There are historical records referring to a Black Death burial ground that opened in in the area, where as many as 50, people may have been hastily interred in less than three years. The burial ground saw continued use until the s, according to CrossRail. The Black Death, or bubonic plague, was caused by a bacterium Yersinia pestis spread by fleas on rats.
It peaked in Europe in the mids, but killed an estimated 75 million people over the course of the 14th century. Victims sported blackened, swollen lymph nodes called buboes, contracted intense fevers and vomited blood, usually dying within days of contracting the disease. Charterhouse Square, where the skeletons were found, was a prime location for where the cemetery might be, as it hadn't been developed in the past years. In , archaeologists searching for a historic chapel found a single skeleton in the square. And two years ago, Crossrail archaeologists found previously-disturbed human bones.
Both of those discoveries were tantalizing clues that a larger graveyard might be nearby. Archaeologists have taken the excavated bones to the Museum of London Archaeology for testing, including DNA tests to identify any remaining Plague bacteria and radiocarbon testing on the bones to establish firm burial dates. The scientists say there is no health risk from the Plague bacteria, as it can't survive in the soil for long rather they are looking for the dead bacteria's DNA. The site will be used as a shaft to support tunneling works once the skeletons are removed and analyzed.
Crossrail has also turned up skeletons near Bethlem Royal Hospital, better known as Bedlam for its appalling conditions in the Middle Ages. Stature and frailty during the Black Death: the effect of stature on risks of epidemic mortality in London, A. DeWitte, Sharon and Slavin, Philip Journal of Interdisciplinary History, Vol. Kendall, E. Montgomery, J.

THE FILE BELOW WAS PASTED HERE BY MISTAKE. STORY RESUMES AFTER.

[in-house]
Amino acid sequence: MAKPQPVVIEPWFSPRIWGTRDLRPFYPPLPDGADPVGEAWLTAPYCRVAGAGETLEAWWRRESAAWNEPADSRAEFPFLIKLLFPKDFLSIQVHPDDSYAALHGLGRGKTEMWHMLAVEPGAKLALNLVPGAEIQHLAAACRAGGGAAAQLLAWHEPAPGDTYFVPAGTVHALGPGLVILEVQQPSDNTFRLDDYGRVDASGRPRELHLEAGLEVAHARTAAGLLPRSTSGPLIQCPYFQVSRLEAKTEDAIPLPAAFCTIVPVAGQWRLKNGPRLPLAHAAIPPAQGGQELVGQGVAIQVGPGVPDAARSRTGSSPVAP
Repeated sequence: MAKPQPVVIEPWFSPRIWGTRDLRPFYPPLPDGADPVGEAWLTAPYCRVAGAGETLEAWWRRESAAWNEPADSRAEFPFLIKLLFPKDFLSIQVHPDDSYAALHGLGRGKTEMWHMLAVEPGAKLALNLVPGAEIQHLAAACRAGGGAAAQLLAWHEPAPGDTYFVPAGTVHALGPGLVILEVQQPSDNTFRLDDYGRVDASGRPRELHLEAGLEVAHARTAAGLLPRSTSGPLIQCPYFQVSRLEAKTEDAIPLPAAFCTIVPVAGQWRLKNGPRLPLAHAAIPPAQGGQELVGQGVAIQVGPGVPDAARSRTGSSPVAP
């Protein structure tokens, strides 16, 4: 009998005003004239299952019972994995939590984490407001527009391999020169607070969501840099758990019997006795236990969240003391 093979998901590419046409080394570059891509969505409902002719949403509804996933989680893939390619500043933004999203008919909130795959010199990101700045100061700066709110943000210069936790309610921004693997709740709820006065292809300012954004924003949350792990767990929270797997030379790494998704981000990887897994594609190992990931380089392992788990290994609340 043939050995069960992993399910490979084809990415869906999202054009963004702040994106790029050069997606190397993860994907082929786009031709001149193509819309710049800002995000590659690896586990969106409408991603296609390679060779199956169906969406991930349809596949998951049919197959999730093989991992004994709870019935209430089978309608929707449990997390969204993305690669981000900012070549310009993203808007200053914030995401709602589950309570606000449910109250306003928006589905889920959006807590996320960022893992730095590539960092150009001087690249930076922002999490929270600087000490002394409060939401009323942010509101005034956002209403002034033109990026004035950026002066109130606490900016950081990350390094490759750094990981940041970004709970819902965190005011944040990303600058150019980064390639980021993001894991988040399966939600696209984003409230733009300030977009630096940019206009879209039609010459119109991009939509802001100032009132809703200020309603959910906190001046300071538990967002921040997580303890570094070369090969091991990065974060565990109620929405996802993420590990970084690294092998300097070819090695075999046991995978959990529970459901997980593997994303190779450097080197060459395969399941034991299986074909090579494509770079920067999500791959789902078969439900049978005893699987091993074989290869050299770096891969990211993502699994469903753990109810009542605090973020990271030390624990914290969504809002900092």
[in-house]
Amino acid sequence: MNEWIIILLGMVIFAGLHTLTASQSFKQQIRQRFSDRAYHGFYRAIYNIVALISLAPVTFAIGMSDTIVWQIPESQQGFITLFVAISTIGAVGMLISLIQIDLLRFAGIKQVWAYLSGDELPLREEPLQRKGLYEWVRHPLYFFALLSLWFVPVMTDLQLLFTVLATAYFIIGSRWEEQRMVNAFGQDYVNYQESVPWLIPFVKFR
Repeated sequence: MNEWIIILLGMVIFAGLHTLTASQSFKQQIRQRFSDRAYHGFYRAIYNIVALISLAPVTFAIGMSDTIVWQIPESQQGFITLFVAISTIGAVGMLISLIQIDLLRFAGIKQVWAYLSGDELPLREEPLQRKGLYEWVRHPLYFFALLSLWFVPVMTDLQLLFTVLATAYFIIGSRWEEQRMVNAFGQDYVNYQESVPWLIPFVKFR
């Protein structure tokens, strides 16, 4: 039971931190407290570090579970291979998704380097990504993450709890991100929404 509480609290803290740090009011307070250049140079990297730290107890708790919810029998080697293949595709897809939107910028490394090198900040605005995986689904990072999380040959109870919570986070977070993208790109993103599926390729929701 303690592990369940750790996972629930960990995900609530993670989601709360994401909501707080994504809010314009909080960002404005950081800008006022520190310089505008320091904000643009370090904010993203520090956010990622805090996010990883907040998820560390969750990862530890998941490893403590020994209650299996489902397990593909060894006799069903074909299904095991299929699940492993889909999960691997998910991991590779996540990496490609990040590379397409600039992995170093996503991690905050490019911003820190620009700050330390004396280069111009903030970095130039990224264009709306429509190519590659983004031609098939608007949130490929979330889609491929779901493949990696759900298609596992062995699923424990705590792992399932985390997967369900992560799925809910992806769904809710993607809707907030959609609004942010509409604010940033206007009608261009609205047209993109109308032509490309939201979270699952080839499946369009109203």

Evans, J. Stantis, C. Mobility, mortality, and the middle ages: Identification of migrant individuals in a 14th century black death cemetery population. Health in post-Black Death London : Age patterns of periosteal new bone formation in a post-epidemic population. Differential survival among individuals with active and healed periosteal new bone formation.
International Journal of Paleopathology, Vol. History Compass, Vol.
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An abstract is not available for this content so a preview has been provided below. Please use the Get access link above for information on how to access this content. References Hide All. Allyn , H.
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A hastily constructed cemetery may have become the final resting place for more than burial ground from black death plague of Disposal of the bodies of those who died in the major plague epidemics of the early modern period undoubtedly presented huge problems for the responsible.
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